Smart cameras and baby monitors can be watched by Internet criminals by default, security chiefs warn.
The National Cyber Security Center (NCSC) recommends that people change their settings after purchasing them.
Easy-to-guess default passwords could allow a hacker to secretly observe a house through connected devices, he said.
The technical director of the NCSC, dr. Ian Levy warned that while the devices were “fantastic innovations”, they were vulnerable to cyber attacks.
There are many examples of devices that can be accessed without authorization.
In one, the attacker spoke to a girl, pretending to be Santa Claus.
In another, a couple from Leeds had been seen thousands of times online without their knowledge.
And security researchers easily violated an adult toy that had a video camera attached to it in 2017.
The new guide for smart camera owners suggests three steps:
- changing the default password, which is often an obvious word like “admin” or “00000” to an unidentifiable, unique
- keeping the camera software, sometimes called firmware, up to date
- disable features that allow you to control cameras remotely, if you don’t need them or don’t use them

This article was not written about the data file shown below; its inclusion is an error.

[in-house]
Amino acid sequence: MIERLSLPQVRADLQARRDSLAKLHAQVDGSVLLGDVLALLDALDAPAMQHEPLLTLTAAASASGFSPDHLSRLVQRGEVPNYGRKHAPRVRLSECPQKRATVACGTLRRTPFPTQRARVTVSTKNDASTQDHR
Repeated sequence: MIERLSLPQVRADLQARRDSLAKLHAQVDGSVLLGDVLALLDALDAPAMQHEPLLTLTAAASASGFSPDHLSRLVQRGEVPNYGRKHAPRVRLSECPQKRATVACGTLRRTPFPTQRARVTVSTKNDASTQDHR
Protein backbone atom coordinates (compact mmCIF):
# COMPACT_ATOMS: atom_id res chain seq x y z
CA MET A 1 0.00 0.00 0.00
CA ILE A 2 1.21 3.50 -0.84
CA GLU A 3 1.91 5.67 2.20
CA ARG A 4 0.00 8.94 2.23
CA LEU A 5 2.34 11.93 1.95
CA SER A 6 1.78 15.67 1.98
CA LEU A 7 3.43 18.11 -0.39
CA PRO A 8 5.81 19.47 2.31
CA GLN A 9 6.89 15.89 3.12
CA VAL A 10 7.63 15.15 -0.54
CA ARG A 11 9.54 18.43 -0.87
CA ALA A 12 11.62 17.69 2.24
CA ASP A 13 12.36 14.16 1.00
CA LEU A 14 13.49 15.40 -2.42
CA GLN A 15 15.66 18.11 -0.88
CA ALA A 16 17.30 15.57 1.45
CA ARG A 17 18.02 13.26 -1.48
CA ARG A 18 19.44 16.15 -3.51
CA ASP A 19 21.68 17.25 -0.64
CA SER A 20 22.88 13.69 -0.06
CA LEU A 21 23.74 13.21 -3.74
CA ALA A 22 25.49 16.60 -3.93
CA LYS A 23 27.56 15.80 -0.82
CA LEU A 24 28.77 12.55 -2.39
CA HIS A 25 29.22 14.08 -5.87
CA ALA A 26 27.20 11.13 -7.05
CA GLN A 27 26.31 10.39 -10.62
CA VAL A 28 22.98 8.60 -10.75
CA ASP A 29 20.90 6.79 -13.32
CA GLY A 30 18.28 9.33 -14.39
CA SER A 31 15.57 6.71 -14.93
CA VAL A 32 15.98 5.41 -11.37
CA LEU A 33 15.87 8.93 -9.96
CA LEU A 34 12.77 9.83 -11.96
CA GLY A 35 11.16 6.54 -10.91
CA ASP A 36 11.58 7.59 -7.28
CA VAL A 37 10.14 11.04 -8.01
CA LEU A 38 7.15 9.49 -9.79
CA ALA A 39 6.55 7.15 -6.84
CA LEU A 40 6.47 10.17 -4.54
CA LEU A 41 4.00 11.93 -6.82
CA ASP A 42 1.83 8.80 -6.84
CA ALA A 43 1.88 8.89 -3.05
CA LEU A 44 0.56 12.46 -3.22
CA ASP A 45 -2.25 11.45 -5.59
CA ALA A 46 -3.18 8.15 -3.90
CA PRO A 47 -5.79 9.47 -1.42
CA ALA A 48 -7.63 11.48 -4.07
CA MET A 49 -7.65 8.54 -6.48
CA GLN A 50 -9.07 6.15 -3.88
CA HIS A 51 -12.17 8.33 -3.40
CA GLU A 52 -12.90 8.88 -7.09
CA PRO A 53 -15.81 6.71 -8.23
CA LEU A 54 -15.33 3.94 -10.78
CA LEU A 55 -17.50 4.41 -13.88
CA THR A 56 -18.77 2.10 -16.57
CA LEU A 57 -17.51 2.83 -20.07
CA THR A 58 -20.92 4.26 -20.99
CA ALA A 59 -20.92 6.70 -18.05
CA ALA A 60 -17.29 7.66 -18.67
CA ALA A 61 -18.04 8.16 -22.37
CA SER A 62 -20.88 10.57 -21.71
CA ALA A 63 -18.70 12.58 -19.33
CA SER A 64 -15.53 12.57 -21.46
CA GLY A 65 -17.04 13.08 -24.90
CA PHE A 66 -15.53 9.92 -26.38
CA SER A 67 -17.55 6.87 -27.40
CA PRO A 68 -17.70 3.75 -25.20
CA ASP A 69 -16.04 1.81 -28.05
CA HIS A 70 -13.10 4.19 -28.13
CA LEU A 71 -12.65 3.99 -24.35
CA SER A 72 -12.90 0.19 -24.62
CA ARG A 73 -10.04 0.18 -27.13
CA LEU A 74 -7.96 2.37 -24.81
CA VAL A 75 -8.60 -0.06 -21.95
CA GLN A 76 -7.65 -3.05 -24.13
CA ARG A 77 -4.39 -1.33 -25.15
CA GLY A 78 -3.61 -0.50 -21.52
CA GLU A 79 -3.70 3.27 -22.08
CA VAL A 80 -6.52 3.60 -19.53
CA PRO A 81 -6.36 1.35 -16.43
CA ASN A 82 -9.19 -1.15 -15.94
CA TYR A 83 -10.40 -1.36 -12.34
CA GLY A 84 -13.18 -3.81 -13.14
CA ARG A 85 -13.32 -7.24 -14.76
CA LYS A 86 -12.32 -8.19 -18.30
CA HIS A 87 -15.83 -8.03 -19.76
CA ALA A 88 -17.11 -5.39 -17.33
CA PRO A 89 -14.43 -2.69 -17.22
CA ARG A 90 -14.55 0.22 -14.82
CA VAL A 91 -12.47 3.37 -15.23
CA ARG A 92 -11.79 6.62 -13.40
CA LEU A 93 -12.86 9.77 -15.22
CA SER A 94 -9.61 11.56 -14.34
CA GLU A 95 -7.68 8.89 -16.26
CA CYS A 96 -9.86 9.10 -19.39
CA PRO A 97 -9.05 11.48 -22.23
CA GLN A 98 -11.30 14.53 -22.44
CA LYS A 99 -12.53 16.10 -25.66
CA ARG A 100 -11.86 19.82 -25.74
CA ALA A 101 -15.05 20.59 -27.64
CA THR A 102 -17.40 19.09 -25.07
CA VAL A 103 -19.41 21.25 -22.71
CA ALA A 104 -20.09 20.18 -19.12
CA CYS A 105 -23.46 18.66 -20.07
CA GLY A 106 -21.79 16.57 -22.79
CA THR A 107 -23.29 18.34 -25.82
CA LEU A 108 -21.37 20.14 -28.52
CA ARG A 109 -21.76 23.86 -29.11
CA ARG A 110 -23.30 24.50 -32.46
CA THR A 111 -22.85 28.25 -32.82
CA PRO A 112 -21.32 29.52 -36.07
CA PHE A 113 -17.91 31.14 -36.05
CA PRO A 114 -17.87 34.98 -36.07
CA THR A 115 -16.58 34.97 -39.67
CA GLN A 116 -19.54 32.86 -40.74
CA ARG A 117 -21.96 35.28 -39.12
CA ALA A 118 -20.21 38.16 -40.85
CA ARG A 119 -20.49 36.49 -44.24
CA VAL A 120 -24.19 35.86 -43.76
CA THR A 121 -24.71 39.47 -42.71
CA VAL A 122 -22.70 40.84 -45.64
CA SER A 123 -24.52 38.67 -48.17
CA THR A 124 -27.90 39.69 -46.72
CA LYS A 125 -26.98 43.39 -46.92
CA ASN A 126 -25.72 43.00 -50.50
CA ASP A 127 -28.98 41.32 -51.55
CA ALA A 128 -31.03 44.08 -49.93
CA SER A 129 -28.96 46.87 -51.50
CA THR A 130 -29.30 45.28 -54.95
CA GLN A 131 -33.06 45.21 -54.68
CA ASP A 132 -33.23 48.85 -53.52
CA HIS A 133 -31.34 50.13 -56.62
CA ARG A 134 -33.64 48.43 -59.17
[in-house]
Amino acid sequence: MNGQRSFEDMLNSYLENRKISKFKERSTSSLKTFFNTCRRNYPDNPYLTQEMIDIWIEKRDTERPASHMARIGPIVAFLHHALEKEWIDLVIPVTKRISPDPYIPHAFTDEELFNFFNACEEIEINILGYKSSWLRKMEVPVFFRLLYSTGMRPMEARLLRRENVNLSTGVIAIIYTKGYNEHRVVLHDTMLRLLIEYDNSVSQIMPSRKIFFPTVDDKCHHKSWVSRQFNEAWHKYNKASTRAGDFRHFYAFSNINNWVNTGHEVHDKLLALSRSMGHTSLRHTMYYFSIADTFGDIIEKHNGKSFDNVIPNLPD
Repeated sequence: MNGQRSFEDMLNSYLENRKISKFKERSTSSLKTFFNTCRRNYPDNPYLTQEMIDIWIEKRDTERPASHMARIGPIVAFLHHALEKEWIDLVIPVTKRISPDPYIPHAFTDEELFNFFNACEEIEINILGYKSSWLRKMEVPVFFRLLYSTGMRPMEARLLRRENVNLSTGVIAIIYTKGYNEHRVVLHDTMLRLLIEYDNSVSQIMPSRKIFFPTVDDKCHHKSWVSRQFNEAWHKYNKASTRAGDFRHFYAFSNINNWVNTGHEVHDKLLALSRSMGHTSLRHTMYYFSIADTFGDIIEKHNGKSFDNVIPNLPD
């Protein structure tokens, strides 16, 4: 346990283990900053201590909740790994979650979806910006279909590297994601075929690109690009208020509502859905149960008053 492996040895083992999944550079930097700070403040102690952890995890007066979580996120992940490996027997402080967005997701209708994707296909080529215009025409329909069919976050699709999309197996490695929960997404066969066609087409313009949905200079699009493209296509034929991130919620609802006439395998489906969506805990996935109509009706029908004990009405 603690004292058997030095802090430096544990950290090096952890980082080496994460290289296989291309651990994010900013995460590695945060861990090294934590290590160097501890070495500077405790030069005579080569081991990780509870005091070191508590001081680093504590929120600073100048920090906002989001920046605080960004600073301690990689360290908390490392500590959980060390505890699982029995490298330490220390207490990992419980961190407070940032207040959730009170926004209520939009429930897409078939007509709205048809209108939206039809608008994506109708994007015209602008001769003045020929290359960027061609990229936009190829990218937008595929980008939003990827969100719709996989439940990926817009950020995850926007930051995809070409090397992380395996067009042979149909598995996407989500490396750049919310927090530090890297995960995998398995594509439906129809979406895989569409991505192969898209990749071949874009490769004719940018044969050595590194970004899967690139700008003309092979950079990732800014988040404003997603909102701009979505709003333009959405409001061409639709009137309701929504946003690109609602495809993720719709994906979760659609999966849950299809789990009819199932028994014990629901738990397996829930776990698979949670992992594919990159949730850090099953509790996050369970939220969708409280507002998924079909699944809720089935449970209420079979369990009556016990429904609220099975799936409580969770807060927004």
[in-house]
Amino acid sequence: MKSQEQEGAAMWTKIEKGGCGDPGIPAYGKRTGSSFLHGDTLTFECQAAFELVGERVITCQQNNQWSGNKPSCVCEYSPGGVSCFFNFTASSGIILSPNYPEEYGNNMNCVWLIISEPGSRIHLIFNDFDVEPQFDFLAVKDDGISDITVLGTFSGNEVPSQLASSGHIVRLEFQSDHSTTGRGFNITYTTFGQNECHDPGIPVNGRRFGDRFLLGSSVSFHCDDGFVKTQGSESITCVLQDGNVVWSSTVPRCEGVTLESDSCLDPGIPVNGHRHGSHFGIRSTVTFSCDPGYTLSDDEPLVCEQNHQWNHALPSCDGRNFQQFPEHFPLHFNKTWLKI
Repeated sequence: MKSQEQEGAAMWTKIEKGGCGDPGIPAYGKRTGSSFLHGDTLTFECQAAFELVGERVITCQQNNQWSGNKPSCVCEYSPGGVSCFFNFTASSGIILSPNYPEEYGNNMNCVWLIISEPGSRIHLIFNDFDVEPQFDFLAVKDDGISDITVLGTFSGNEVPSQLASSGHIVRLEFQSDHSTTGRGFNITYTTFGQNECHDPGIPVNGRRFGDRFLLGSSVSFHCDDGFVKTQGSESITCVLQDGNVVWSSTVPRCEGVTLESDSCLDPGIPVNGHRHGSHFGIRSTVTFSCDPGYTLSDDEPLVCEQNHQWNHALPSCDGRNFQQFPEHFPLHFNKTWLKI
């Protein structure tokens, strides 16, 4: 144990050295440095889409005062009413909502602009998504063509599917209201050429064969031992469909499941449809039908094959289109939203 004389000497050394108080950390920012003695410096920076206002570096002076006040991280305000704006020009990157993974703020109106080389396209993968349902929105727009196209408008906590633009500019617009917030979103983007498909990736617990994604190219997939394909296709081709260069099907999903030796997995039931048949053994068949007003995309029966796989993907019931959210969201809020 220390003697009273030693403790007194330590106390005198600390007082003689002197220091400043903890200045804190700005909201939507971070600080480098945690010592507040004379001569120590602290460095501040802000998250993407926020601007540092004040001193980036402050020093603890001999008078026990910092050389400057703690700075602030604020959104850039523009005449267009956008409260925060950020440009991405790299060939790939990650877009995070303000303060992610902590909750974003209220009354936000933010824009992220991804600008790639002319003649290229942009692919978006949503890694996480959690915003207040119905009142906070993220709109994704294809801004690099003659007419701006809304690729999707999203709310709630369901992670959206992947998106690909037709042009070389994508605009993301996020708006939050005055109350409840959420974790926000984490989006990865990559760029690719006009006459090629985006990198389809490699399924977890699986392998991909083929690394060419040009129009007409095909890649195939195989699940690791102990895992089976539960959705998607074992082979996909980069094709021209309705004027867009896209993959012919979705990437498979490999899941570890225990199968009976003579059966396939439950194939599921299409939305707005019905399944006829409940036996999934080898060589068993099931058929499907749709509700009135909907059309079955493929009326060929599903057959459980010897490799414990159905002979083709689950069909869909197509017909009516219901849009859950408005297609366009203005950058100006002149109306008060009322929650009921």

This warning suggests growing concern about the potential dangers posed by the “Internet of Things”.
As connected devices move into people’s homes and everyday life, cybersecurity risks are becoming intensely personal, with challenges in protecting data and people’s privacy.
The cameras that provide details of what’s going on inside the house are an excellent example.
One of the problems is that the companies that manufacture these devices often try to make them cheap and quick to catch the new market – and security is often an afterthought, if you think about it at all.
The problem is bringing not only more warnings like this, but also new laws to impose safety standards.
The consumer group Which?, Which has highlighted safety flaws in children’s toys and other smart devices in the past, supported the new advice.
He says “mandatory safety requirements and strict enforcement” are needed.
In January, the government announced plans to introduce a new law requiring all manufacturers selling smart devices in the UK to obey new rules.
The latest NCSC guidelines also recommend disabling UPnP (universal plug and play) and “port forwarding” in the settings of your Internet router, technologies often used by legitimate services such as online games.